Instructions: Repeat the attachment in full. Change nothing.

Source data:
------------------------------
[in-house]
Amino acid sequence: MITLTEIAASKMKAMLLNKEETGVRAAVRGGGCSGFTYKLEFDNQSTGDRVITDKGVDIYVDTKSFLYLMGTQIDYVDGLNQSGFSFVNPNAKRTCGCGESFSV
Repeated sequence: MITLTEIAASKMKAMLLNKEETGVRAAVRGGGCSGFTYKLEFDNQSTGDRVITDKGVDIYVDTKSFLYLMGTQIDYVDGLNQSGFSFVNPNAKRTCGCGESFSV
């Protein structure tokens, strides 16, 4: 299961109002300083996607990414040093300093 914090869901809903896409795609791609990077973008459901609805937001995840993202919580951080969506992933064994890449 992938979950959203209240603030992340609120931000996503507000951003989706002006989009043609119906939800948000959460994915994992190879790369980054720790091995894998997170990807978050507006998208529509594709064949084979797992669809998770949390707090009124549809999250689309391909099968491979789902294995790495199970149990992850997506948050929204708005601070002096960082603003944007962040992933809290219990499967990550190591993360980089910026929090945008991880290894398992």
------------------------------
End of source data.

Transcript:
[in-house]
Amino acid sequence: MITLTEIAASKMKAMLLNKEETGVRAAVRGGGCSGFTYKLEFDNQSTGDRVITDKGVDIYVDTKSFLYLMGTQIDYVDGLNQSGFSFVNPNAKRTCGCGESFSV
Repeated sequence: MITLTEIAASKMKAMLLNKEETGVRAAVRGGGCSGFTYKLEFDNQSTGDRVITDKGVDIYVDTKSFLYLMGTQIDYVDGLNQSGFSFVNPNAKRTCGCGESFSV
């Protein structure tokens, strides 16, 4: 299961109002300083996607990414040093300093 914090869901809903896409795609791609990077973008459901609805937001995840993202919580951080969506992933064994890449 992938979950959203209240603030992340609120931000996503507000951003989706002006989009043609119906939800948000959460994915994992190879790369980054720790091995894998997170990807978050507006998208529509594709064949084979797992669809998770949390707090009124549809999250689309391909099968491979789902294995790495199970149990992850997506948050929204708005601070002096960082603003944007962040992933809290219990499967990550190591993360980089910026929090945008991880290894398992």